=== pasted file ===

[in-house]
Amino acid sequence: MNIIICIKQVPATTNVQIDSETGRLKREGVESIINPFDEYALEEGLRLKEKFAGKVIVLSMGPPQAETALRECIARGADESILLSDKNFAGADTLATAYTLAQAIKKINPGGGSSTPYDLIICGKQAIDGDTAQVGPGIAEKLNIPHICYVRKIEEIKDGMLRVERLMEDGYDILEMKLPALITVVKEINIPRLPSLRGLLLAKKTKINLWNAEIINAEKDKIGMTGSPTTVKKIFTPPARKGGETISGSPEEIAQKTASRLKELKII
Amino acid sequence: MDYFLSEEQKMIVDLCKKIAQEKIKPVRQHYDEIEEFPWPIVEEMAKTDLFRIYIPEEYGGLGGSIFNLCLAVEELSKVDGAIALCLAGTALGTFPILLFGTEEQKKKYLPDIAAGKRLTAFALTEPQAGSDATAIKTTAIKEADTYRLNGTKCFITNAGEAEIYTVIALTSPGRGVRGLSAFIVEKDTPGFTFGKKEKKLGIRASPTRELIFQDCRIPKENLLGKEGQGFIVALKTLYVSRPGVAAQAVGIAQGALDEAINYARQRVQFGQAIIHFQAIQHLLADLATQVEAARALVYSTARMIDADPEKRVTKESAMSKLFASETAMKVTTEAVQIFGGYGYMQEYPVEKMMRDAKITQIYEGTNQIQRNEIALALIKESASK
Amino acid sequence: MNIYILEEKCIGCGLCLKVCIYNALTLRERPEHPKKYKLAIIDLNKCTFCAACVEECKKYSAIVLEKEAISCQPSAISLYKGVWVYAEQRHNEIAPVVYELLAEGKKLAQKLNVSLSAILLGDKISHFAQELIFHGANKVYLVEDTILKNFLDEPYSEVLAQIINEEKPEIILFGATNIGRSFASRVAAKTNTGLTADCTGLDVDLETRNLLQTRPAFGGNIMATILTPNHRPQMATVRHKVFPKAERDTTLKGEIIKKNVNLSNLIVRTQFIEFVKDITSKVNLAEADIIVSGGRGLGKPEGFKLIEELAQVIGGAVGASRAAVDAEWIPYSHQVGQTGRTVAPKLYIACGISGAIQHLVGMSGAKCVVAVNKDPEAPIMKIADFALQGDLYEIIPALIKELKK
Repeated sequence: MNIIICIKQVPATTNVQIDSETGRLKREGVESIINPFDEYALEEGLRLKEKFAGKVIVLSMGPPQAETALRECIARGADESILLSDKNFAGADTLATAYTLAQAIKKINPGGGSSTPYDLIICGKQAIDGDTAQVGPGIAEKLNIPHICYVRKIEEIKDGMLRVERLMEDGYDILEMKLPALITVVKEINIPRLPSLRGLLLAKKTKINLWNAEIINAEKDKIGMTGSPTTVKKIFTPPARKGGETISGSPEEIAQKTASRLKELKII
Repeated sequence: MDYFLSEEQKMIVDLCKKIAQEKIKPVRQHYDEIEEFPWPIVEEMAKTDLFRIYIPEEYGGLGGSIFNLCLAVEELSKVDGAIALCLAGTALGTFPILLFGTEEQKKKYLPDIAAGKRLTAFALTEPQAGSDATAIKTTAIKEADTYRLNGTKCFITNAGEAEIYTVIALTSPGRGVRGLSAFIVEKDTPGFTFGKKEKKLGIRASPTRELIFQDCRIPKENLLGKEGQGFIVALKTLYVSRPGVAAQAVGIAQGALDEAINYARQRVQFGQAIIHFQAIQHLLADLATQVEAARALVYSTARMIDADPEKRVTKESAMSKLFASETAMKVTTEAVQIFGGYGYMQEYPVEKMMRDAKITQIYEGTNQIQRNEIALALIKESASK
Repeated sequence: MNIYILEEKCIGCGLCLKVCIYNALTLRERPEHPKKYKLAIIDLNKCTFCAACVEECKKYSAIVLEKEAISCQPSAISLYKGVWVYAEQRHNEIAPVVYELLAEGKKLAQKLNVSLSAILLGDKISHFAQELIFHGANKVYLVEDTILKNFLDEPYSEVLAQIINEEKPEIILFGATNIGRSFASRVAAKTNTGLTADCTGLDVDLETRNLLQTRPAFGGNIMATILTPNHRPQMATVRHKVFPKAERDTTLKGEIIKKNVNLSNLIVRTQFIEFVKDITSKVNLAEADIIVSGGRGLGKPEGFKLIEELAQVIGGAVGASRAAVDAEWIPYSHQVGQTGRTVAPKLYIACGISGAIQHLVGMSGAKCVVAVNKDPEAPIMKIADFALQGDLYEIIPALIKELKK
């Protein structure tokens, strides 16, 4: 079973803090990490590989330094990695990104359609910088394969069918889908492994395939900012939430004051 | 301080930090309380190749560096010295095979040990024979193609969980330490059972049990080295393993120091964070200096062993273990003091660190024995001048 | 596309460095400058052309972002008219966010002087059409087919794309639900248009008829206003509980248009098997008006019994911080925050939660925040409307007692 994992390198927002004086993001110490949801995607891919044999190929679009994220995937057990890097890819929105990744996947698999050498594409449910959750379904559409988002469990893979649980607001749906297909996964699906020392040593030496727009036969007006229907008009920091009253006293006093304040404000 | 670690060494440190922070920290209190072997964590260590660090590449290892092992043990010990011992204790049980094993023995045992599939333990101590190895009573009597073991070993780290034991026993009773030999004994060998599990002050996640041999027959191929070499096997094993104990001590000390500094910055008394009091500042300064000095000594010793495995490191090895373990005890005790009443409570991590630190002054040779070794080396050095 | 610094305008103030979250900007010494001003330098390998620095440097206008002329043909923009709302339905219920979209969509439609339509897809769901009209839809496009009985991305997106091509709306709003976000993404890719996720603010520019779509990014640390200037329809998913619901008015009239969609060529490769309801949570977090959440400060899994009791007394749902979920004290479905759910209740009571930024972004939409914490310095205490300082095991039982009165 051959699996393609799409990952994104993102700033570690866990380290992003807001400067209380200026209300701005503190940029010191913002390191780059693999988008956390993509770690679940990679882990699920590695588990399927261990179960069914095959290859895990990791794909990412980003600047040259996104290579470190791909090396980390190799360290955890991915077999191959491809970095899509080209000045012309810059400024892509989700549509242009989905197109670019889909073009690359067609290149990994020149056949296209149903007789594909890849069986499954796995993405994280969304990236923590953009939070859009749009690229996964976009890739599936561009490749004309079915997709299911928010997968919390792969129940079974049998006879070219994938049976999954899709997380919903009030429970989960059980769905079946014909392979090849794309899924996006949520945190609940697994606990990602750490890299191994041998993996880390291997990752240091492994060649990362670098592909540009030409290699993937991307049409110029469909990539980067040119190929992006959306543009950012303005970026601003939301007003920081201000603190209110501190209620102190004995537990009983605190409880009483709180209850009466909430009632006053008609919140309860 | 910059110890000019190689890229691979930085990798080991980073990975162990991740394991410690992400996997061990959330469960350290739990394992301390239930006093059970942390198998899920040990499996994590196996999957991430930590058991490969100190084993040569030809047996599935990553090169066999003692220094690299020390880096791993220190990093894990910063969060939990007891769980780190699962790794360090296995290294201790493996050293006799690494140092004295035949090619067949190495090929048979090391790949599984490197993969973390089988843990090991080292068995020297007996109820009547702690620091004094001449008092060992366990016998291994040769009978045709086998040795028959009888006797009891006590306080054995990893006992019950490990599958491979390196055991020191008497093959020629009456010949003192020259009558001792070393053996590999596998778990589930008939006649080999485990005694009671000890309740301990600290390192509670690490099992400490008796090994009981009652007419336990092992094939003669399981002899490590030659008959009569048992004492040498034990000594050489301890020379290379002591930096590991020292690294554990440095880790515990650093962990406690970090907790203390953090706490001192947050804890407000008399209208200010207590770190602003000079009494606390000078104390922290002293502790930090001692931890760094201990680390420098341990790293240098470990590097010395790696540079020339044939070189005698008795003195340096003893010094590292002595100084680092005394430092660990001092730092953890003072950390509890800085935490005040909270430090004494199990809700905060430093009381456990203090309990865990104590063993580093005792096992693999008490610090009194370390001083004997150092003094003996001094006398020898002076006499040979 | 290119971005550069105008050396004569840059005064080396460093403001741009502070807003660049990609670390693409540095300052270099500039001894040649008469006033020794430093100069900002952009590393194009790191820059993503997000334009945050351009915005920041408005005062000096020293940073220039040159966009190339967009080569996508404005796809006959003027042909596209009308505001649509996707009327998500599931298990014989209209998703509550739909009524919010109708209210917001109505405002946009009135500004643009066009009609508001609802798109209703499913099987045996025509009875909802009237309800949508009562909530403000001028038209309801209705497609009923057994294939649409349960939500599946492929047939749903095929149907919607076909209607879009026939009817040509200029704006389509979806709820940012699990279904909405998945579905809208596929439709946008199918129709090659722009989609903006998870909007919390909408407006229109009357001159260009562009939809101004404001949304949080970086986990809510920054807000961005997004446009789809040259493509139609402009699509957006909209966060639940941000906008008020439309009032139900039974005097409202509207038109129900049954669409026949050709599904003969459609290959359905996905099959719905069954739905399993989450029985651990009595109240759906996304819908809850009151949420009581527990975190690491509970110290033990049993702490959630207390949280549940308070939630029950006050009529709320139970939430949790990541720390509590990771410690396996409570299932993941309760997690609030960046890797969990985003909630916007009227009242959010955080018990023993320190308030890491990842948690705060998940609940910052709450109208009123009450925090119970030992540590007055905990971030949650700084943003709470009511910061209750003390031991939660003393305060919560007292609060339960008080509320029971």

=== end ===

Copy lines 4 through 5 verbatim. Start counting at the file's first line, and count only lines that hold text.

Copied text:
Amino acid sequence: MNIYILEEKCIGCGLCLKVCIYNALTLRERPEHPKKYKLAIIDLNKCTFCAACVEECKKYSAIVLEKEAISCQPSAISLYKGVWVYAEQRHNEIAPVVYELLAEGKKLAQKLNVSLSAILLGDKISHFAQELIFHGANKVYLVEDTILKNFLDEPYSEVLAQIINEEKPEIILFGATNIGRSFASRVAAKTNTGLTADCTGLDVDLETRNLLQTRPAFGGNIMATILTPNHRPQMATVRHKVFPKAERDTTLKGEIIKKNVNLSNLIVRTQFIEFVKDITSKVNLAEADIIVSGGRGLGKPEGFKLIEELAQVIGGAVGASRAAVDAEWIPYSHQVGQTGRTVAPKLYIACGISGAIQHLVGMSGAKCVVAVNKDPEAPIMKIADFALQGDLYEIIPALIKELKK
Repeated sequence: MNIIICIKQVPATTNVQIDSETGRLKREGVESIINPFDEYALEEGLRLKEKFAGKVIVLSMGPPQAETALRECIARGADESILLSDKNFAGADTLATAYTLAQAIKKINPGGGSSTPYDLIICGKQAIDGDTAQVGPGIAEKLNIPHICYVRKIEEIKDGMLRVERLMEDGYDILEMKLPALITVVKEINIPRLPSLRGLLLAKKTKINLWNAEIINAEKDKIGMTGSPTTVKKIFTPPARKGGETISGSPEEIAQKTASRLKELKII